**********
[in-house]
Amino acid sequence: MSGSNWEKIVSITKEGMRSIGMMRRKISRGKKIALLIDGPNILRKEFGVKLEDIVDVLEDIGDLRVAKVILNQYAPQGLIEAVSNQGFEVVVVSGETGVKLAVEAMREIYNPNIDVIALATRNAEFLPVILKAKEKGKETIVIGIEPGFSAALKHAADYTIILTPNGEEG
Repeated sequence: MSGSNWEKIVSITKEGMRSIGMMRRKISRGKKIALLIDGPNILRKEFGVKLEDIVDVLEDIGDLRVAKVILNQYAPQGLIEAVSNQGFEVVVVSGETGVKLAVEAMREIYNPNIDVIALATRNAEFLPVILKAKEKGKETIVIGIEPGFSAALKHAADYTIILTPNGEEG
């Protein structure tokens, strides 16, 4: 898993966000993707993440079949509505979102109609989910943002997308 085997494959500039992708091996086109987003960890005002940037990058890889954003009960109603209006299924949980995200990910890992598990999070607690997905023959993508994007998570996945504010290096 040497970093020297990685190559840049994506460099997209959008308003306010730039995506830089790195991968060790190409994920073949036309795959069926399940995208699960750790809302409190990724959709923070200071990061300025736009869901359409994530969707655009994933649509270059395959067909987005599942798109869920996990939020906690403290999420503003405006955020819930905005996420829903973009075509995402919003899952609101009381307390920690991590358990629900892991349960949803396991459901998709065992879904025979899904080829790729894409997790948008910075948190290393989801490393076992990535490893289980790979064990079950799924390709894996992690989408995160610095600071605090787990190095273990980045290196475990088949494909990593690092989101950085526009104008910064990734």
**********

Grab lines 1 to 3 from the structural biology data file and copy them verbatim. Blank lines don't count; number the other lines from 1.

[in-house]
Amino acid sequence: MSGSNWEKIVSITKEGMRSIGMMRRKISRGKKIALLIDGPNILRKEFGVKLEDIVDVLEDIGDLRVAKVILNQYAPQGLIEAVSNQGFEVVVVSGETGVKLAVEAMREIYNPNIDVIALATRNAEFLPVILKAKEKGKETIVIGIEPGFSAALKHAADYTIILTPNGEEG
Repeated sequence: MSGSNWEKIVSITKEGMRSIGMMRRKISRGKKIALLIDGPNILRKEFGVKLEDIVDVLEDIGDLRVAKVILNQYAPQGLIEAVSNQGFEVVVVSGETGVKLAVEAMREIYNPNIDVIALATRNAEFLPVILKAKEKGKETIVIGIEPGFSAALKHAADYTIILTPNGEEG